The Power of Vernix – Why baby isn’t getting a bath straight away

Skin to skin, baby snuggles with momma, and enjoys the benefits of the vernix.

Photo credit: Flickr member – diathesis

Newborns emerge into this world red-faced, squalling and covered in a creamy guck (not a technical term).

In years past practices and expectations were that baby would be whisked away, given a first bath to clean that guck off, plus a whole series of tests, and placed fresh, clean and swaddled in mom’s arms sometime after birth, sanitized, and picture perfect. But these practices are contrary to what the research studies tell us about the power of vernix caseosa and what is usually best for baby.

Far from being unsanitary, the guck or vernix caseosa serves a number of purposes:

1. The vernix protects the baby during pregnancy and facilitates development of the stratum corneum (top layer of the skin).

2.  Vernix contains antimicrobial proteins that are active against group B. streptococcus and E. coli.

3. It has hydrating properties.

4. Vernix contains anti-infective and wound-healing properties that are important post birth.

Today, hospital practices at TMC for Women’s Labor and Delivery unit are changing to reflect what we know about the importance of vernix and keeping mamma and baby together in those golden hours following birth. Rather than whisking baby off for their first bath, we wait, delaying the bath and keeping the newborn together with his or her mother until breastfeeding is established. Waiting to allow the vernix to be absorbed may also prevent some cases of devastating infections caused by bacteria.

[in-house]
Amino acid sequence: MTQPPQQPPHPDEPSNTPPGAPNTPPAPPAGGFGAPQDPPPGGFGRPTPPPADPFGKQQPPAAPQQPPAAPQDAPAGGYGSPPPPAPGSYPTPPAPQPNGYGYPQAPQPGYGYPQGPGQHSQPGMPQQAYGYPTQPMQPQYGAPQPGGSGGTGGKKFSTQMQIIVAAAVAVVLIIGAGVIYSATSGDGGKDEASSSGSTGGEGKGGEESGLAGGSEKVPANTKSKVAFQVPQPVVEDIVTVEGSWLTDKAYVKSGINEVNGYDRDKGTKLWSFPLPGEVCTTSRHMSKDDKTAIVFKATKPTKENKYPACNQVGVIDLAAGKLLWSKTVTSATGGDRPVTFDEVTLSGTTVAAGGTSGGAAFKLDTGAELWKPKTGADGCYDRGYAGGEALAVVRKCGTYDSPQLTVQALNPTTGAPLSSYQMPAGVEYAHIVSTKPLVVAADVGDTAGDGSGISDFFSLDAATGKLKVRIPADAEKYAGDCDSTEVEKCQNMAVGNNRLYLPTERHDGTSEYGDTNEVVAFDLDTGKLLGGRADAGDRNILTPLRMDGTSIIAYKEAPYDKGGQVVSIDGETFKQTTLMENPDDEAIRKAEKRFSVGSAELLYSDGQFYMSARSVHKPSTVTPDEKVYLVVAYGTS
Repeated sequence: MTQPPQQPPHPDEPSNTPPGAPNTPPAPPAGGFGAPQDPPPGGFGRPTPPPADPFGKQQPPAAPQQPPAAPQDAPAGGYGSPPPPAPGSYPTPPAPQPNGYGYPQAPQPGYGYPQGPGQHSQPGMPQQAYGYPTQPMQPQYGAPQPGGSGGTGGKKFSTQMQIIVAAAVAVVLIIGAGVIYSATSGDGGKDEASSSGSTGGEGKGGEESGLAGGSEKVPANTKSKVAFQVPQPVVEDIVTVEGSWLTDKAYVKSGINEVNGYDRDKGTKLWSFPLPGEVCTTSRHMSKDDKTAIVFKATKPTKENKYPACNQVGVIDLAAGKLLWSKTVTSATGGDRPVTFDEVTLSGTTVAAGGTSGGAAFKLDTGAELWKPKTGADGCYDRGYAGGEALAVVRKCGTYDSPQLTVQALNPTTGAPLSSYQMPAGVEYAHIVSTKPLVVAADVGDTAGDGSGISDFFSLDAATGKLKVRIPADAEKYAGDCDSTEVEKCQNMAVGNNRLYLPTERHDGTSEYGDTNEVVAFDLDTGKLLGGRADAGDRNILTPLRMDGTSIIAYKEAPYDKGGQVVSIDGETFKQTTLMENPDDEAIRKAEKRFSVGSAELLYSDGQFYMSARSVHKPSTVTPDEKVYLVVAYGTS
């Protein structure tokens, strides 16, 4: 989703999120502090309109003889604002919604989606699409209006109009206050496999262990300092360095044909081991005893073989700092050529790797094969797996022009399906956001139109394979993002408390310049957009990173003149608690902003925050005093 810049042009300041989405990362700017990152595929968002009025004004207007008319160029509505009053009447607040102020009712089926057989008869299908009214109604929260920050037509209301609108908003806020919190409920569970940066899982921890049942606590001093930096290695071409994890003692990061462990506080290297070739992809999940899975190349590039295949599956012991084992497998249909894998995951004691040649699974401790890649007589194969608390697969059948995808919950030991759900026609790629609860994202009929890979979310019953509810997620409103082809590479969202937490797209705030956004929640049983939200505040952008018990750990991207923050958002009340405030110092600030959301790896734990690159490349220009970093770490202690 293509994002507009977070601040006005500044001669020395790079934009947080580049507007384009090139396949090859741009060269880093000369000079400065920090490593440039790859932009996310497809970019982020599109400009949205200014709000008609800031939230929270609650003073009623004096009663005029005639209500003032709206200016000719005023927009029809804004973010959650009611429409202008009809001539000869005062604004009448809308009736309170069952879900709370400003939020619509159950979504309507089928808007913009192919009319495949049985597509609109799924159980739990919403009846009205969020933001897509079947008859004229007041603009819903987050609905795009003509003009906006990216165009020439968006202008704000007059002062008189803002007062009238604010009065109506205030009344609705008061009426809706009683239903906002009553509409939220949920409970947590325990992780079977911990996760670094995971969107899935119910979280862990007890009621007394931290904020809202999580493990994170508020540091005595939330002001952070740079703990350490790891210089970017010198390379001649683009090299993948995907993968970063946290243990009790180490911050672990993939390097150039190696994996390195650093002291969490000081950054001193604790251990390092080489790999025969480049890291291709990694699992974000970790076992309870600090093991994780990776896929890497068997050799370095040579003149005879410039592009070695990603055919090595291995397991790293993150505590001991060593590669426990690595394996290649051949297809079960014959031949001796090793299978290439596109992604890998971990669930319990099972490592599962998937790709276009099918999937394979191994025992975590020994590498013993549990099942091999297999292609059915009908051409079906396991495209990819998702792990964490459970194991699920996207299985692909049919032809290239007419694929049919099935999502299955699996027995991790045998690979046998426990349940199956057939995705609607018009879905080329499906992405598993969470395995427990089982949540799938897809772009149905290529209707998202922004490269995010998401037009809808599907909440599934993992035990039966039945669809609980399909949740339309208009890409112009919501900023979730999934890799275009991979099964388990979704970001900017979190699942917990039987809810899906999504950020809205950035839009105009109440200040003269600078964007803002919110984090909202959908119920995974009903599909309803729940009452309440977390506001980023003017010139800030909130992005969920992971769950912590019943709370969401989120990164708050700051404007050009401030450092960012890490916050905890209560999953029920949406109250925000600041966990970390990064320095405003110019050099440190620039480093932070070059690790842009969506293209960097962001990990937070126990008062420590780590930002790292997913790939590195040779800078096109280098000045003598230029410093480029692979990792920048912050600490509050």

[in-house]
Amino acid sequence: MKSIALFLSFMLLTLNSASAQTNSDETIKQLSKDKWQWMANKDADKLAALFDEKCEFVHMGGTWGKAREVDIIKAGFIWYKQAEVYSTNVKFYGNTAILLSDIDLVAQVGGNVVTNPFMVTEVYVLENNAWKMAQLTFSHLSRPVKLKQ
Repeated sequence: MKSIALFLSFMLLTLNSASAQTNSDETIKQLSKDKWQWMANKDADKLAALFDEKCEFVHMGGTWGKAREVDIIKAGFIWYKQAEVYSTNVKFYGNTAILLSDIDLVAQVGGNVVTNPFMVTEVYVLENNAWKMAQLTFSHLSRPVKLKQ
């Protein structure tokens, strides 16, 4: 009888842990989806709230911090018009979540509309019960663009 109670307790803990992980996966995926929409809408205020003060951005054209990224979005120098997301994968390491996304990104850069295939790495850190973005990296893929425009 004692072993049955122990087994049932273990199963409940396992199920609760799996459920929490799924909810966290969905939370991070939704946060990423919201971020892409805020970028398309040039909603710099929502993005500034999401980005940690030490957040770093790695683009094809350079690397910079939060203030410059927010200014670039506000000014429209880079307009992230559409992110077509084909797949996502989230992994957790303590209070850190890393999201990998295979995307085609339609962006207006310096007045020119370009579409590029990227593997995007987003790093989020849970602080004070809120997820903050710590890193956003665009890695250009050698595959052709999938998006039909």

Olga Ryan, RN MS-NL and Clinic Manager at the El Rio Women’s and Birth Center, midwife explains further,

One of the primary reasons a baby is bathed after birth is so that health care workers are less likely to be carrying blood borne pathogens from one baby to another patient. But health care providers wear gloves when handling a baby until the family is ready to bathe the baby.

Most vernix will have completely absorbed by the time the baby is six to twelve hours old, which means a family can focus on skin to skin during the “golden” hours and the baby can still be bathed by hospital staff who can demonstrate “how” to new parents before the family is ready to go home.

Don’t be surprised when your baby comes to you covered with a creamy guck, it’s nature’s special newborn antimicrobial, wound-healing moisturizer and it’s powerfully good.

For more information on bathing baby. Check out this post with tips from experts Olga Ryan and Alicia Lang.

photo credit: diathesis via Flickr cc


Resources

Visscher M, Narendran V. The Ontogeny of Skin. Adv Wound Care (New Rochelle). 2014 Apr 1;3(4):291-303.

Maria Tollin, Gudmundur Bergsson, Ylva Kai-Larsen, Johan Lengqvist, Jan Sjövall, William Griffiths, Gudrún V Skúladóttir, Ásgeir Haraldsson,Hans Jörnvall, Gudmundur H Gudmundsson, and Birgitta Agerbertha Vernix caseosa as a multi-component defence system based on polypeptides, lipids, and their interactions, Cell Mol Life Sci. Oct 2005; 62(19-20): 2390–2399.

 

Comments

  1. Olga Ryan says:

    Just to clarify: I’m a registered nurse and proud to support our midwives. Thanks Rachel! Olga Ryan, RN, MS-NL, El Rio Birth & Women’s Health Center

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